Ponoka business uses the Internet to reach clients

“We have people coming from the cities that can’t find the variety of stuff we have.” Michelle Auclair, co-owner of Twisted Label

Michelle Auclair

Michelle Auclair

With the Internet being so accessible, small businesses in rural environments have been able to reach a larger customer base than ever before, using online catalogues.

For the last three and a half years, Ponoka’s Twisted Label has been using the Internet to showcase many of the clothing brands they sell through an online database. Co-owner Michelle Auclair says she and Elaine Finkbeiner created their online brochure from the ground up.

The goal with the online catalogue was to get customers in the larger cities to see what they had for sale. They needed to ensure a catalogue was available. “It’s just the way the industry’s going,” said Auclair.

Being in a small town, business owners have had to think of innovative ways to get people to their store. Auclair says they try to carry clothing products that cannot be found in most stores such as Walmart or other brand name clothing stores.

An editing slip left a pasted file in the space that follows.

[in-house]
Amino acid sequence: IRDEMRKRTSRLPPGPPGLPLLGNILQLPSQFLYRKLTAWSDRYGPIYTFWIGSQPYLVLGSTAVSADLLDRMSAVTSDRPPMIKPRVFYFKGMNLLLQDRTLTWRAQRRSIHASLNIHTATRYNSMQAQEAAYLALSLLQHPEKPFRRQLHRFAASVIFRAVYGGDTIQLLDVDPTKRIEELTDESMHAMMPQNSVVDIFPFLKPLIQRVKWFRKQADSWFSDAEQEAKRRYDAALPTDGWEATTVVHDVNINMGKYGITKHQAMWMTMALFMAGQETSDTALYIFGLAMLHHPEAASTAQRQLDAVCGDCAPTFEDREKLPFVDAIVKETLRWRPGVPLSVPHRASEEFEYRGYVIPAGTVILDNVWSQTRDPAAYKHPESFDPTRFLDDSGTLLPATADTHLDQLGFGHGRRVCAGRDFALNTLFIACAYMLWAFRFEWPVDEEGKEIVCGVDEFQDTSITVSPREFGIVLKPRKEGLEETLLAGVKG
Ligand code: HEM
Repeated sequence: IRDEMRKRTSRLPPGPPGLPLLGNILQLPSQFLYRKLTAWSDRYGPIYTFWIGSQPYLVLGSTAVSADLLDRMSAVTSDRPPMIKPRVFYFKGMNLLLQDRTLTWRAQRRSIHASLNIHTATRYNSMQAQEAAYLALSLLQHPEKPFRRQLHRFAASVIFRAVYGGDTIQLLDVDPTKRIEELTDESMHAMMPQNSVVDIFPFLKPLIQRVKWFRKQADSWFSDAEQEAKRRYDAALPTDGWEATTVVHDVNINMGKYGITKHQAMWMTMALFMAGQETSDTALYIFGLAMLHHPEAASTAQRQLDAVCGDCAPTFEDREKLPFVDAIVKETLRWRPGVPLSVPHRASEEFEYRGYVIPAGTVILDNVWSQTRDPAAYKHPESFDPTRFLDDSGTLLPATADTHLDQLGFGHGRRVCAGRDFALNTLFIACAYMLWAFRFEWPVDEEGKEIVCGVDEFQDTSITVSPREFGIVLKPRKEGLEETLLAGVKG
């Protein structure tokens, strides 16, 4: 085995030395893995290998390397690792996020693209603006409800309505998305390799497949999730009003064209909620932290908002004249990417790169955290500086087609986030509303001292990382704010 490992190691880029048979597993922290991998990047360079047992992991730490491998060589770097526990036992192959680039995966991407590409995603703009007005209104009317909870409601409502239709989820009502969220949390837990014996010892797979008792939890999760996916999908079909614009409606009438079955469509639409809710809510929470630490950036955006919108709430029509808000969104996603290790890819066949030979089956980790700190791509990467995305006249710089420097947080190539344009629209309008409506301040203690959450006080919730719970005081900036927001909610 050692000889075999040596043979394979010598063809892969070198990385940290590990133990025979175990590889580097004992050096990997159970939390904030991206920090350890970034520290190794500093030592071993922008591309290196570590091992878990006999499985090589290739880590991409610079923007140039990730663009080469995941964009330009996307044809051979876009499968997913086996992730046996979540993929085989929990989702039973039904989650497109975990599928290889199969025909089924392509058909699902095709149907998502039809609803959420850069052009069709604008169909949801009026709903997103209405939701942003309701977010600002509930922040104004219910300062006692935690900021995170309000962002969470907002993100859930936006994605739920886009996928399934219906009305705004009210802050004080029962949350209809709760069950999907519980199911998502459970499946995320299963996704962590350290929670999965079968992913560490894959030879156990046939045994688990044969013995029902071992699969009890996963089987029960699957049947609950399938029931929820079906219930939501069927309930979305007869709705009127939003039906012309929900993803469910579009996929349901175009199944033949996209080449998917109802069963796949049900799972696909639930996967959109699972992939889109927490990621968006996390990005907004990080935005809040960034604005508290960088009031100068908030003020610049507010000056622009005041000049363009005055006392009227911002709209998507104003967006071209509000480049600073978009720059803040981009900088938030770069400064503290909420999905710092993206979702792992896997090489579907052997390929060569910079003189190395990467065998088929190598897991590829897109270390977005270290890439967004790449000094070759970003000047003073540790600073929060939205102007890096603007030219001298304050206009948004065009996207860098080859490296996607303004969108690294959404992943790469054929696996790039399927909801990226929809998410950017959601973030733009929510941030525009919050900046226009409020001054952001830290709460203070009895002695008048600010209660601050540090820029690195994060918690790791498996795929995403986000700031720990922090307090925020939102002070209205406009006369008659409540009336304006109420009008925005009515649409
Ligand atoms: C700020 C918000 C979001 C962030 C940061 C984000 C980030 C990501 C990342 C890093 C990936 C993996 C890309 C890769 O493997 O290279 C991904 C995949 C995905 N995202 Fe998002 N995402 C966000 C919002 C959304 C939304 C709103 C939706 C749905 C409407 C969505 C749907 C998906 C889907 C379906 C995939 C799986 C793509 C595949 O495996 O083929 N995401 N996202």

“We have people coming from the cities that can’t find the variety of stuff we have,” she stressed.

“That’s where the gems are,” said Auclair of small town stores.

To drive interest, they showcase products at venues where their customers are, such as the Canadian Finals Rodeo or the Alberta Barrel Racing Association Finals.

Taking advantage of national sale days

Since building the website, Auclair says not only out-of-town customers view the online catalogue, but Ponoka residents will access the site and call ahead before coming to the store. The business has been able to take advantage of big sale days such as Boxing Day and the Ponoka and District Chamber of Commerce’s Almost Midnight Madness.

In previous years, the store would be closed on Boxing Day but shoppers would still be able to make orders.

Auclair says they were not prepared in their first year for Almost Midnight Madness. They had lines going out the door. “It was insane,” she joked.

The main goal is to offer what clients are looking for and Auclair says they usually only order one size run of a clothing style. The next step for Auclair and Finkbeiner is to enhance the services of the online catalogue.

This will take some investment in equipment and software on their part but the process will be smoother, not only for them but for their customers. Auclair added that their local customers have been quite faithful.

“We appreciate the loyalty of Ponoka,” she concluded.